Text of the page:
Insurers Have A Legal Obligation To Treat Your Claim Fairly
There are legitimate reasons why an insurance company might deny your insurance claim or request additional information before paying out to you. But sometimes insurers deny valid claims for arbitrary or phony reasons, or they intentionally use “slow pay” tactics to delay payment for months and months.
These practices may violate Florida’s bad faith insurance statutes. The Law Offices of Geoffrey D. Ittleman has represented Florida homeowners, businesses and condominium associations in insurance bad faith lawsuits. If you have grounds to sue, we will fight to hold the insurer accountable for the coverage you should have received under your policy, plus other monetary damages that may apply.
Experience With Insurance Bad Faith Litigation
Geoffrey Ittleman has practiced extensively in insurance coverage disputes, namely in residential and commercial property damage claims. He is well-versed in the nuances of insurance policies and very familiar with the obligations of both the insurer and the insured.
Florida’s insurance bad faith statute defines it as an insurance company “not attempting in good faith to settle claims when, under all the circumstances, it could and should have done so, had it acted fairly and honestly toward its insured and with due regard for her or his interests.”
Examples of bad faith practices by insurers include:
- Misrepresenting insurance policy provisions
- Purposely substituting a less favorable payout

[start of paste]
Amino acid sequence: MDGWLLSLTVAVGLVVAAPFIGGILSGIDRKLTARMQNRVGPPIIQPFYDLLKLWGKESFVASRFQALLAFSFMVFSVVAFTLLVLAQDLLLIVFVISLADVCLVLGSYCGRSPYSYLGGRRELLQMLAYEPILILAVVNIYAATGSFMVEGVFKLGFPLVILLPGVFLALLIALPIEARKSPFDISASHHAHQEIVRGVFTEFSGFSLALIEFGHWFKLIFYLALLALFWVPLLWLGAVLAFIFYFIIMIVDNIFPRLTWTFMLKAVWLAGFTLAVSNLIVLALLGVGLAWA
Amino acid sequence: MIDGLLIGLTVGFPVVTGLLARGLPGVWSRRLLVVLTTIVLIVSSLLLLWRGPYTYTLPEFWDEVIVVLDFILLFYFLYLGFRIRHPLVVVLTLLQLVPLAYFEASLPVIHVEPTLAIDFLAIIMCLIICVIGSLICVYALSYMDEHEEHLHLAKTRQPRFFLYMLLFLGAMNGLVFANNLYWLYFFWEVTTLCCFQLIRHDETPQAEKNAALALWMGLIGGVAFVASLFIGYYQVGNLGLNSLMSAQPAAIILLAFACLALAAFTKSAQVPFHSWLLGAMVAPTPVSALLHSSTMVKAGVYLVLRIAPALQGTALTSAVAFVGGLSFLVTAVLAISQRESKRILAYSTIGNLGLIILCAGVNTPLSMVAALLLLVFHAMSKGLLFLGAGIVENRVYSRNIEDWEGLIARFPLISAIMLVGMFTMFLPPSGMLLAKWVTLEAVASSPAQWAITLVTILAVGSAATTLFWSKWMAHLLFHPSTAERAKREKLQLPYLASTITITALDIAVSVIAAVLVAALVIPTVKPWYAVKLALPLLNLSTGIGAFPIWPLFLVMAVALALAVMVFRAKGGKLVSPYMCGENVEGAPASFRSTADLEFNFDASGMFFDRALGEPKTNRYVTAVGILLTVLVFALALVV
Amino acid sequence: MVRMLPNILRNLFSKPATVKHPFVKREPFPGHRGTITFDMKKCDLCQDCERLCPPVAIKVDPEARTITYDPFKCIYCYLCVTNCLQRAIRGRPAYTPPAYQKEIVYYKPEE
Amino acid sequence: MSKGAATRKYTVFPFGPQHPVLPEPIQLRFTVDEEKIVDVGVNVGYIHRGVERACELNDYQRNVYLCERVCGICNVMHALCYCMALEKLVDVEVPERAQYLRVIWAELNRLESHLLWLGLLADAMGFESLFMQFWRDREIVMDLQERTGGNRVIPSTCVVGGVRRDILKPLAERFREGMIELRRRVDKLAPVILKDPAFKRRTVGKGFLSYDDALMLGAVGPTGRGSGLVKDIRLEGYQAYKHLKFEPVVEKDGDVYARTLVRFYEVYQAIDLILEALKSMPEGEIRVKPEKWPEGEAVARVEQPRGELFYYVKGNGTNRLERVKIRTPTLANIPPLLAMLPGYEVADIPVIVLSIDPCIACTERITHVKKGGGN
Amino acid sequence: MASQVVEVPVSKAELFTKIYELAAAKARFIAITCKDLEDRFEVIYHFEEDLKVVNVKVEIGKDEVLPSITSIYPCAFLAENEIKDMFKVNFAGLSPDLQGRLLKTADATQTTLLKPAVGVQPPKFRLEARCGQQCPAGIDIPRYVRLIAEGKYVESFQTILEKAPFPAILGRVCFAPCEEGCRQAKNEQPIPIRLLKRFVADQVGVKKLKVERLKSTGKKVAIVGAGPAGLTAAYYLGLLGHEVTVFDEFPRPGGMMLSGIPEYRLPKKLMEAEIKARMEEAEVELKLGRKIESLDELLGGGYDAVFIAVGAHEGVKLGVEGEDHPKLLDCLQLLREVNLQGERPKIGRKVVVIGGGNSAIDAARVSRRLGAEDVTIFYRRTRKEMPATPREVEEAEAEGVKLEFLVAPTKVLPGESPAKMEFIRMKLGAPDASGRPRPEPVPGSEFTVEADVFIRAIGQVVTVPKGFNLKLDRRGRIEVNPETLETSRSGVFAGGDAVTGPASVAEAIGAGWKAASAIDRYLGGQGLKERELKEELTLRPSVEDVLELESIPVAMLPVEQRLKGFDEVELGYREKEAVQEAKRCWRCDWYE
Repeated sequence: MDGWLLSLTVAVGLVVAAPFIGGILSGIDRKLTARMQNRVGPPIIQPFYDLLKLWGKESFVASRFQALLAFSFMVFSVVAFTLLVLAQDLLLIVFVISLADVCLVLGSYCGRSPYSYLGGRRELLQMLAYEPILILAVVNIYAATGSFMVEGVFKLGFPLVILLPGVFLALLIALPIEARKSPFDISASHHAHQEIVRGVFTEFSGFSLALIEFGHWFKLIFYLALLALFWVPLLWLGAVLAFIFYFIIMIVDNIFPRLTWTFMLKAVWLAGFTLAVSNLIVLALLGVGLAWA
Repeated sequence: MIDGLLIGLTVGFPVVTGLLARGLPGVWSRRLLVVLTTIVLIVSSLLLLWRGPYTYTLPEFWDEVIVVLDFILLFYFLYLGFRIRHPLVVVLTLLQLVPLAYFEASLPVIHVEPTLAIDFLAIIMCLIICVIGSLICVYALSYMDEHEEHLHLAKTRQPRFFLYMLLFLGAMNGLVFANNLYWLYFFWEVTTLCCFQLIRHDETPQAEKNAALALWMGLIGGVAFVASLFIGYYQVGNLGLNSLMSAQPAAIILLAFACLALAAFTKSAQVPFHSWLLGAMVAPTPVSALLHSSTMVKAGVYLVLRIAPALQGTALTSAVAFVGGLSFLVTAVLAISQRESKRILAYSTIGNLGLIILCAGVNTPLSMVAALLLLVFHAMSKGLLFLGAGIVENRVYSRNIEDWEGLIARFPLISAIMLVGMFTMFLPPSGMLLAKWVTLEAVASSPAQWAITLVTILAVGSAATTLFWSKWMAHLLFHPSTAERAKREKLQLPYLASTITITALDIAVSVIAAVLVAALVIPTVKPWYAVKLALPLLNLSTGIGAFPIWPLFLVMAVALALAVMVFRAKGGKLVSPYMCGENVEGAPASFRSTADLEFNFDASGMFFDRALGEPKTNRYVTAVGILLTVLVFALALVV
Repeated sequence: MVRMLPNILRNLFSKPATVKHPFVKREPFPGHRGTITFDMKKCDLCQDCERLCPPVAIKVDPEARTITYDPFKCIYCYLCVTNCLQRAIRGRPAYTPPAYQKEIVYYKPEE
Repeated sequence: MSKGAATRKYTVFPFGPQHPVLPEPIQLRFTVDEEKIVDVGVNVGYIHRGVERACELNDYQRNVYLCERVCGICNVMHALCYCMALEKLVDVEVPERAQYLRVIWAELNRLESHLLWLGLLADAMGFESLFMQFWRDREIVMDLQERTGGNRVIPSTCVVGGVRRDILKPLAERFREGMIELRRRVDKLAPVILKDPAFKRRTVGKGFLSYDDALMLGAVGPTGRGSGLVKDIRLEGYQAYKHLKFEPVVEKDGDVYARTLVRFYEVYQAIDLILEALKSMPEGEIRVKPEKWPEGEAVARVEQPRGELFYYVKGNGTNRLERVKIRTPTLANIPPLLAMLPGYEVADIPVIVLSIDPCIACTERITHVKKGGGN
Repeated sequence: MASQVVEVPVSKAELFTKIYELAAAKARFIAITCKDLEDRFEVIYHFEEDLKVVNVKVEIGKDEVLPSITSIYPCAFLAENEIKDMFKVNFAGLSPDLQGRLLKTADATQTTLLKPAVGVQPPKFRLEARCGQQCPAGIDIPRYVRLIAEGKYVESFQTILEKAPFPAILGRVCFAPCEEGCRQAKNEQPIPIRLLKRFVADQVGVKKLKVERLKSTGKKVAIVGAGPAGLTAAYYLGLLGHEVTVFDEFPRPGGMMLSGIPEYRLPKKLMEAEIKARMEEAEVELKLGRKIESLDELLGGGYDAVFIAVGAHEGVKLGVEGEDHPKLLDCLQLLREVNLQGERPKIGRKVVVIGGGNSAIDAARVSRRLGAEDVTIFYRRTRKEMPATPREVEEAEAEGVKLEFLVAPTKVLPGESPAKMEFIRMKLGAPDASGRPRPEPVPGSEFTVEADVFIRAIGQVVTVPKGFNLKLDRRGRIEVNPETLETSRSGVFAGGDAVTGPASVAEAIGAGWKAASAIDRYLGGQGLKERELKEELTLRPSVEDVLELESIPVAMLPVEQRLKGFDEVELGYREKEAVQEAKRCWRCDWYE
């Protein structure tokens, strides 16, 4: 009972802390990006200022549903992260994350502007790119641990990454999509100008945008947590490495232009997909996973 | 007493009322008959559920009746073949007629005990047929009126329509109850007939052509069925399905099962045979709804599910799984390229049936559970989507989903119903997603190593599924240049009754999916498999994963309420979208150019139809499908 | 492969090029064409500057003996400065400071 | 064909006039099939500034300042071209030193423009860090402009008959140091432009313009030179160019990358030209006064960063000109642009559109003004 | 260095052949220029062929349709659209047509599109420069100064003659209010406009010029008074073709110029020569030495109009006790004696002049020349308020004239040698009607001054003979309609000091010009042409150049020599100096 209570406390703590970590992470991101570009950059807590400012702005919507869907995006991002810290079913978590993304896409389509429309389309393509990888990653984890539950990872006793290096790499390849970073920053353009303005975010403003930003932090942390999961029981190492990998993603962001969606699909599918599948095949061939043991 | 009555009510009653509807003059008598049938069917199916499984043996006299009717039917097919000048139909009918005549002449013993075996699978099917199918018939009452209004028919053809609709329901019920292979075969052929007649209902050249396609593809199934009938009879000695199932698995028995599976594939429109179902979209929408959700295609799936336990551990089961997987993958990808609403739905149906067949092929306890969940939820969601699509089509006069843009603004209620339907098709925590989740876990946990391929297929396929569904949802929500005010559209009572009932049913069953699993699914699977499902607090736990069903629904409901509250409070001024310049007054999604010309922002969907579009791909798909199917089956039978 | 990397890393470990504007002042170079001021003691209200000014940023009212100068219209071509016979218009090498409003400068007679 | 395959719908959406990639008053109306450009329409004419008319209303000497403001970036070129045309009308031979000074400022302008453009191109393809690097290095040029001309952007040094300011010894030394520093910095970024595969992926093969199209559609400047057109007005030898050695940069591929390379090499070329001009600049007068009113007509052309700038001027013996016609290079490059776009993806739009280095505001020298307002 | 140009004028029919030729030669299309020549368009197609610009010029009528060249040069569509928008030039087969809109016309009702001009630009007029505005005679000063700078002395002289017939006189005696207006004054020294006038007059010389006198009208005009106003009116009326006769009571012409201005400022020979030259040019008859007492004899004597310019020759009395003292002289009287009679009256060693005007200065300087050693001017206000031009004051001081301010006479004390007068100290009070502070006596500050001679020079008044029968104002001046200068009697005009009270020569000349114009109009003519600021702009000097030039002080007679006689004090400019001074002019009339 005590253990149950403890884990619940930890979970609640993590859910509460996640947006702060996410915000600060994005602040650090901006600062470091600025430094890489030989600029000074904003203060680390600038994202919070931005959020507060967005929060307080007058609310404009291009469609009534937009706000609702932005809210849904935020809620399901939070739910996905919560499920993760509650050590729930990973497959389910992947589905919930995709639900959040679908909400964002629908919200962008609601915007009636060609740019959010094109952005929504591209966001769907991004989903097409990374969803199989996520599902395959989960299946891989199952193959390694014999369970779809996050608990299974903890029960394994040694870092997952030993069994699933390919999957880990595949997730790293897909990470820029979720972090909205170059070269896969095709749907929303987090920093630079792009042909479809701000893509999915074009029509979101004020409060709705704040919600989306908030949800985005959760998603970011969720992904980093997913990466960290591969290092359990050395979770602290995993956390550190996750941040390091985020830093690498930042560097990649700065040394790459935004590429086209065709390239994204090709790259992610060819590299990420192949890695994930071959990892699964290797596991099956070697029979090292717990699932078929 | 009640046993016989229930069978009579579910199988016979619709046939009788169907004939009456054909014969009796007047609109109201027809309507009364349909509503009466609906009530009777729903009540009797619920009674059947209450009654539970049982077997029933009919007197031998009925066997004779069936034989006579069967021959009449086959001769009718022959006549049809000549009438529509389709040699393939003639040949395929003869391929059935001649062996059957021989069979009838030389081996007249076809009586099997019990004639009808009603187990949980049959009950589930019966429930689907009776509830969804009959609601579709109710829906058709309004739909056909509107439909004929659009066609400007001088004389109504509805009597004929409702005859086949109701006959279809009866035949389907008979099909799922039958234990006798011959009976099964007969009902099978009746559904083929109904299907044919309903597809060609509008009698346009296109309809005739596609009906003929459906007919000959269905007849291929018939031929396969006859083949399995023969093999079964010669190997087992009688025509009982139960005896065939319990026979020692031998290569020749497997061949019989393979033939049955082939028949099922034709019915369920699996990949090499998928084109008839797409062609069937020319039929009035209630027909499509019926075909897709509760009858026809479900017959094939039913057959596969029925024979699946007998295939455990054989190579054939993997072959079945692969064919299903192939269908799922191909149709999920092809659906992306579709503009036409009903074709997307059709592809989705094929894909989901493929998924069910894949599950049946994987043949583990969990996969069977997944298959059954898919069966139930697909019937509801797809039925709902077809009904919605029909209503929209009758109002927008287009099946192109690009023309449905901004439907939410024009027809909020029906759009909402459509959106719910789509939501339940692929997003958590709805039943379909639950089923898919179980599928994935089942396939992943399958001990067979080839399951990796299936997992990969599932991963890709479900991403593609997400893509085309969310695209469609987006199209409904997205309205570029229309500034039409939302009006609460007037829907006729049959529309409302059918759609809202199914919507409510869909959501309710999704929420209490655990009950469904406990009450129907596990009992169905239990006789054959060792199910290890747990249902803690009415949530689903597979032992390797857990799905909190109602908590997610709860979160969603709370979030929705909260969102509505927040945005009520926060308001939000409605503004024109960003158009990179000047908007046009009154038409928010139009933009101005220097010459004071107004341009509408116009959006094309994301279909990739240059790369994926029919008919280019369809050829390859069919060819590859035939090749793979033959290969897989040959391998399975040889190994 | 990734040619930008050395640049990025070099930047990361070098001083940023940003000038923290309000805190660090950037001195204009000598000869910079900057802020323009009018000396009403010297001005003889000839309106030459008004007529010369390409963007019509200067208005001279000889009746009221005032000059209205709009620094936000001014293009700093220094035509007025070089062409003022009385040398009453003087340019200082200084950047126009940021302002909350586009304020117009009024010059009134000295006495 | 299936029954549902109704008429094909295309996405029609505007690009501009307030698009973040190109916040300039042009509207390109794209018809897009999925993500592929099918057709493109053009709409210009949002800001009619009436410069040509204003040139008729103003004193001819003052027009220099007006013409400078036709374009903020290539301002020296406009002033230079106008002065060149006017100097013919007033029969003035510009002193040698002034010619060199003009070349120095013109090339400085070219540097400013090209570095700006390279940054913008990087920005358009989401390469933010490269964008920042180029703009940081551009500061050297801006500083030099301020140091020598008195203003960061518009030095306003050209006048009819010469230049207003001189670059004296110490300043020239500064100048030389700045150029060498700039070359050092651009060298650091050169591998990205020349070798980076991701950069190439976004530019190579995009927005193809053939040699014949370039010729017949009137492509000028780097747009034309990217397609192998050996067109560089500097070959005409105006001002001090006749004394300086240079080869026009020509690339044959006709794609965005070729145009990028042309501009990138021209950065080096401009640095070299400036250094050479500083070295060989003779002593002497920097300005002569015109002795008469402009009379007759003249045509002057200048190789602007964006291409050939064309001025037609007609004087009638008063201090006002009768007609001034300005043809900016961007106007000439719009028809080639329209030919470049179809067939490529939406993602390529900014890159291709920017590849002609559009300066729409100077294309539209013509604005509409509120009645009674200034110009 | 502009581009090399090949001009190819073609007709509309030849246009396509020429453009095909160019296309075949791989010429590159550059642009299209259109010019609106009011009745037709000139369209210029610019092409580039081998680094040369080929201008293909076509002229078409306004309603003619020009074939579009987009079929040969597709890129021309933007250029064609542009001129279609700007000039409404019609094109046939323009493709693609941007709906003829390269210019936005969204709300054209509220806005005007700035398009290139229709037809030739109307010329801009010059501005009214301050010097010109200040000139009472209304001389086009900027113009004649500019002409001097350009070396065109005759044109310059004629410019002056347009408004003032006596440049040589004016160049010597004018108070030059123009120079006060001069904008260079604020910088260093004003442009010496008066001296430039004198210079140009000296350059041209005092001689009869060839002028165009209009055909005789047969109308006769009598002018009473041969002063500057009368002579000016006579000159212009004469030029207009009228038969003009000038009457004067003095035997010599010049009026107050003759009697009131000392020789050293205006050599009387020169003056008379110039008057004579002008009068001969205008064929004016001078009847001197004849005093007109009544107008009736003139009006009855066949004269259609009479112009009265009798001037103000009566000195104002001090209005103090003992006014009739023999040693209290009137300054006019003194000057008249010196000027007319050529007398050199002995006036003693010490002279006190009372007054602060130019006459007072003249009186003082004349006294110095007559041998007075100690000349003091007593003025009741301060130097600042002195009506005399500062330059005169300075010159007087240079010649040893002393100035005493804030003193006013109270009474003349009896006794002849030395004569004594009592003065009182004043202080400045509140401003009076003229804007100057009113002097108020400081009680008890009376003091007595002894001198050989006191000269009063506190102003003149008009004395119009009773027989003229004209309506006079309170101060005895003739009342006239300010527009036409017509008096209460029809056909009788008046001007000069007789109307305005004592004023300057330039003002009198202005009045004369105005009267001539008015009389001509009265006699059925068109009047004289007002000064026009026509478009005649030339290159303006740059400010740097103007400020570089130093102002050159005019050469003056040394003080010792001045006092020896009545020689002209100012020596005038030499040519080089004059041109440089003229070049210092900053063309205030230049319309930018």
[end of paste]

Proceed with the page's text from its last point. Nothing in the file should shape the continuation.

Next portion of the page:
- Failing to conduct a reasonable investigation before denying a claim
- Failing to acknowledge or consider claims in a timely manner
- Refusing to explain in writing why coverage was denied
- Failing to pay undisputed claims within 90 days
- Canceling policies for illegal reasons or without proper notice
Aggressive Pursuit Of Your Remedies For Bad Faith Denial
The baseline remedy is forcing the insurer to pay the value of your original claim, up to your policy limits. But if the insurance company is found by a judge or jury to have violated their good faith obligations, you may be entitled to additional damages. This includes attorney fees and costs you incurred in bringing the bad faith action. If the behavior is deemed egregious or frequent, you may be entitled to punitive damages, up to $500,000 or three times the compensatory damages (whichever is greater).
If you think you might have grounds to sue for bad faith, contact our Fort Lauderdale office. We do not charge for the initial consultation, so there is no upfront cost to find out where you stand. Call 954-546-7441 or contact us online.